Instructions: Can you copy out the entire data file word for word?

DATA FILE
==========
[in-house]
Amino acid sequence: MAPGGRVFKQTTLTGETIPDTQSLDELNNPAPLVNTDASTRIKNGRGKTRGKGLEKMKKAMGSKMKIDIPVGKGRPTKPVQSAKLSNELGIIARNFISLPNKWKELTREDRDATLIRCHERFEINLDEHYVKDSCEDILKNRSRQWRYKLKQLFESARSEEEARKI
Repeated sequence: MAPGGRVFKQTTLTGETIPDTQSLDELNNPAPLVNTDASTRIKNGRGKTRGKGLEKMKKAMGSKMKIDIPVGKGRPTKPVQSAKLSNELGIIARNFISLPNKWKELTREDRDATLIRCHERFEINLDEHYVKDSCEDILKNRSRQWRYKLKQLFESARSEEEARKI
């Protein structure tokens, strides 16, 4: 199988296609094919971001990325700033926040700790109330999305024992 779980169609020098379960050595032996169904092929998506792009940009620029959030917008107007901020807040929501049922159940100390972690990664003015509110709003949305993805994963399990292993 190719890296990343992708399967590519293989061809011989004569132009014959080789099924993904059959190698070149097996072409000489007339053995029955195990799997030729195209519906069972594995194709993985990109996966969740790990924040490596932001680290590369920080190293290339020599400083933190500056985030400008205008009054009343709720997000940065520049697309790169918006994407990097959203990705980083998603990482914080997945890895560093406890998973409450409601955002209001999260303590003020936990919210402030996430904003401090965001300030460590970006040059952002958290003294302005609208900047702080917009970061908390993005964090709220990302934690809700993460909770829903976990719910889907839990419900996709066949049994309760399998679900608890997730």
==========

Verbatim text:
[in-house]
Amino acid sequence: MAPGGRVFKQTTLTGETIPDTQSLDELNNPAPLVNTDASTRIKNGRGKTRGKGLEKMKKAMGSKMKIDIPVGKGRPTKPVQSAKLSNELGIIARNFISLPNKWKELTREDRDATLIRCHERFEINLDEHYVKDSCEDILKNRSRQWRYKLKQLFESARSEEEARKI
Repeated sequence: MAPGGRVFKQTTLTGETIPDTQSLDELNNPAPLVNTDASTRIKNGRGKTRGKGLEKMKKAMGSKMKIDIPVGKGRPTKPVQSAKLSNELGIIARNFISLPNKWKELTREDRDATLIRCHERFEINLDEHYVKDSCEDILKNRSRQWRYKLKQLFESARSEEEARKI
């Protein structure tokens, strides 16, 4: 199988296609094919971001990325700033926040700790109330999305024992 779980169609020098379960050595032996169904092929998506792009940009620029959030917008107007901020807040929501049922159940100390972690990664003015509110709003949305993805994963399990292993 190719890296990343992708399967590519293989061809011989004569132009014959080789099924993904059959190698070149097996072409000489007339053995029955195990799997030729195209519906069972594995194709993985990109996966969740790990924040490596932001680290590369920080190293290339020599400083933190500056985030400008205008009054009343709720997000940065520049697309790169918006994407990097959203990705980083998603990482914080997945890895560093406890998973409450409601955002209001999260303590003020936990919210402030996430904003401090965001300030460590970006040059952002958290003294302005609208900047702080917009970061908390993005964090709220990302934690809700993460909770829903976990719910889907839990419900996709066949049994309760399998679900608890997730």